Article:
It's not something you even consider when you are purchasing though, who is really thinking about tires when buying one. Not until you get it home, park it in the garage and see that your tires are squatting before you even put anything of your own in it.
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Old 09-29-2017, 09:48 PM   #35
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There's only a few choices when increasing LR for the recent Ford E chassis... Rickson's happens to provide a wheel offset and bolt pattern in the 17.5 format. Some other truck chassis have a 19.5 wheel by other providers however Rickson was the best or only SRW truck and E chassis provider last times I looked and purchased from them. I'm just glad they exist and provide a consumer type option.

Few people post about real life experiences of making this type of "improvement" to their rigs. I've done it in the past and seriously considered it for the Axis I recently had.

My recommendation is to select a LR based on real carried weight matched to at least near the mfg's minimum psi to weights charted. In other words; best results are when the published scale represents something near the actual weight. A mismatch example is a 2klb tire load on a tire with a lowest psi rating of say 75 @ 3klb+ load. Personally I experienced this combination multiple times where it presented a propensity to have less than desirable handling characteristics on some surfaces (quite unnerving to encounter).

And don't forget as we increase LR and reduce the sidewall we end up with a tire just that much closer to a wagon wheel. So while reducing tire sway and roll is great, it is also a compromise to smoothest ride.
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Old 09-29-2017, 10:02 PM   #36
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Blw2, can I ask which side you had the blown tire? From what I heard the one that usually goes is the back on the passenger side. I guess its from the heat of the exhaust running right there.
Sure.
It was the passenger/curb side outer tire
The tail pipe is on that side but i really don't think that's a significant variable.
It throws off some heat sure, but it's behind the tire and so if anything might be closer to the inner one before it makes the turn out to the side....
I run TPMS and have never noticed a consistently higher temperature on that side.

As a side note....The tail pipe was a big part of the damage from the blowout through. the tread wrapped it and bent it all up under the coach. that was a pain in the neck to fix...literally and figuratively. I nearly had to take it to a muffler shop but in the end was able to get it straightened out enough. I did have to order a new hanger too.
Regardless, as I was wrestling with that, I was thanking the good Lord that it wasn't on the other side, where the sewer pipes are!

My read on it, in what I think is order of importance
1) That corner is very likely heavier than the other side(I hope to get corner weights one day to confirm)
2) axle is slightly overloaded
3) As I mentioned before, I can remember maybe 3 or 4 times when I turned too short and ran up on a curb (cursing myself in the process, that's how I know it wasn't often or very hard) Still, that has to be hard on a tire I would think. Likely wouldn't matter so much on a lightly loaded car tire, but on a tire already overloaded.... Also related to this, it seems that on the shoulder side of roads, there are often more little pot holes and things that wouldn't seem like much but might serve to fatigue an overloaded tire....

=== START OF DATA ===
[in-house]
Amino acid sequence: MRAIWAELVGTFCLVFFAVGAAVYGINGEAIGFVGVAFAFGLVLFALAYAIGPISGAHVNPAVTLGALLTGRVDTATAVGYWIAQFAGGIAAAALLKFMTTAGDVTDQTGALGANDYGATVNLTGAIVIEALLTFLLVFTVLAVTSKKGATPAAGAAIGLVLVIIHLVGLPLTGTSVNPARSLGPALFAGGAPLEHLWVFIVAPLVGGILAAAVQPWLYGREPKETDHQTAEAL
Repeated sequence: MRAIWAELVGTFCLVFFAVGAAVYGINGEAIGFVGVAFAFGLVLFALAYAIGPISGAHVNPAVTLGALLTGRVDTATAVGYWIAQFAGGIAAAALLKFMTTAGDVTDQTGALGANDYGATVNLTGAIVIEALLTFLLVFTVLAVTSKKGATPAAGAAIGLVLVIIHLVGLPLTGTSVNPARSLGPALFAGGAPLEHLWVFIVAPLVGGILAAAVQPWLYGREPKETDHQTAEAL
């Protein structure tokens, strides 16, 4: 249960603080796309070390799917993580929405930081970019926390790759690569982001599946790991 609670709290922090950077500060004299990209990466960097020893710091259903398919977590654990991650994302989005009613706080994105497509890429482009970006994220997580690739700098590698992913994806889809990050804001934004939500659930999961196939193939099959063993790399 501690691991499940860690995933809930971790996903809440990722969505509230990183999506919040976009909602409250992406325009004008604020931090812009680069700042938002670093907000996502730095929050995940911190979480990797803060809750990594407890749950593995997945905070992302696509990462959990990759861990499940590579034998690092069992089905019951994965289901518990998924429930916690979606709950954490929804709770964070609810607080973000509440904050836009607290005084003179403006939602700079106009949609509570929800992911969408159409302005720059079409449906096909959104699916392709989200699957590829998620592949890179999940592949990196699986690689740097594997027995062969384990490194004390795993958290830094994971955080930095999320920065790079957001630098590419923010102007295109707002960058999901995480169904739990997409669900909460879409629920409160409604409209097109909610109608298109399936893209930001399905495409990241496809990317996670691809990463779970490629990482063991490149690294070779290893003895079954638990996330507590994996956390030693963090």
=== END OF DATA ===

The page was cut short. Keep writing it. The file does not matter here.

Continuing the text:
4) storage conditions. I don't have the most ideal storage conditions for a tire, parking in an unpaved storage lot. I bought covers for my new tires to at least keep some of the UV off....
5) age, they were getting close to that magic age range of "5 to x years"
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Old 09-29-2017, 11:21 PM   #37
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Quote:
Originally Posted by TyCreek View Post
There's only a few choices when increasing LR for the recent Ford E chassis... Rickson's happens to provide a wheel offset and bolt pattern in the 17.5 format. Some other truck chassis have a 19.5 wheel by other providers however Rickson was the best or only SRW truck and E chassis provider last times I looked and purchased from them. I'm just glad they exist and provide a consumer type option.

Few people post about real life experiences of making this type of "improvement" to their rigs. I've done it in the past and seriously considered it for the Axis I recently had.

My recommendation is to select a LR based on real carried weight matched to at least near the mfg's minimum psi to weights charted. In other words; best results are when the published scale represents something near the actual weight. A mismatch example is a 2klb tire load on a tire with a lowest psi rating of say 75 @ 3klb+ load. Personally I experienced this combination multiple times where it presented a propensity to have less than desirable handling characteristics on some surfaces (quite unnerving to encounter).

And don't forget as we increase LR and reduce the sidewall we end up with a tire just that much closer to a wagon wheel. So while reducing tire sway and roll is great, it is also a compromise to smoothest ride.
I agree about 163% Less sidewall will mean sacrificing some ride comfort, for other consideration... Know what you're buying, and why you're buying it.
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Old 09-30-2017, 10:49 AM   #38
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I don't think 1" difference is 163%, I think you meant 16%. Still will have a lot more sidewall than most new cars today. The 17.5 tires are still a 75 series sidewall, most cars today are closer to 35-45.
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Old 10-02-2017, 10:42 PM   #39
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Finally got my wheels and tires today. I was going to paint them but decided to just put them on instead. I will look at them for a while, I can always mask them off and paint the outsides.

We took it out for a 10 mile drive afterwards and all seemed well. The ride seems about the same as before, if anything we thought it may seem a little better.

Here are some before and after pictures.
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Old 10-02-2017, 10:47 PM   #40
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And the front.